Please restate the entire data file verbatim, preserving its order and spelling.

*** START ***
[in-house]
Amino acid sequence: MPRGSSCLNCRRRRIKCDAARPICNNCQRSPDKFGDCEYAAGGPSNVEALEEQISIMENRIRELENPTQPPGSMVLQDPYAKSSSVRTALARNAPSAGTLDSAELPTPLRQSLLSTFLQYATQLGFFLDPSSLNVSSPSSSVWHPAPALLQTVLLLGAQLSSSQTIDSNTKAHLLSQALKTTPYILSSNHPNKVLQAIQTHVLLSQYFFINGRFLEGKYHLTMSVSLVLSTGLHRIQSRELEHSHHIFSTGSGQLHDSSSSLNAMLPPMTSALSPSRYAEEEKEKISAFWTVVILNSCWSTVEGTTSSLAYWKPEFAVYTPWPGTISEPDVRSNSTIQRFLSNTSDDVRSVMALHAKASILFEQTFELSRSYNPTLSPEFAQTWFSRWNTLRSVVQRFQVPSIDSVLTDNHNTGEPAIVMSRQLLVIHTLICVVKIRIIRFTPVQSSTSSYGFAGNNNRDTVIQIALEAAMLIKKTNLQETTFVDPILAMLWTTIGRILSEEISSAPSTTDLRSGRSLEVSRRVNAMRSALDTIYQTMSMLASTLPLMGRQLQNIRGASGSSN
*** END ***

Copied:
[in-house]
Amino acid sequence: MPRGSSCLNCRRRRIKCDAARPICNNCQRSPDKFGDCEYAAGGPSNVEALEEQISIMENRIRELENPTQPPGSMVLQDPYAKSSSVRTALARNAPSAGTLDSAELPTPLRQSLLSTFLQYATQLGFFLDPSSLNVSSPSSSVWHPAPALLQTVLLLGAQLSSSQTIDSNTKAHLLSQALKTTPYILSSNHPNKVLQAIQTHVLLSQYFFINGRFLEGKYHLTMSVSLVLSTGLHRIQSRELEHSHHIFSTGSGQLHDSSSSLNAMLPPMTSALSPSRYAEEEKEKISAFWTVVILNSCWSTVEGTTSSLAYWKPEFAVYTPWPGTISEPDVRSNSTIQRFLSNTSDDVRSVMALHAKASILFEQTFELSRSYNPTLSPEFAQTWFSRWNTLRSVVQRFQVPSIDSVLTDNHNTGEPAIVMSRQLLVIHTLICVVKIRIIRFTPVQSSTSSYGFAGNNNRDTVIQIALEAAMLIKKTNLQETTFVDPILAMLWTTIGRILSEEISSAPSTTDLRSGRSLEVSRRVNAMRSALDTIYQTMSMLASTLPLMGRQLQNIRGASGSSN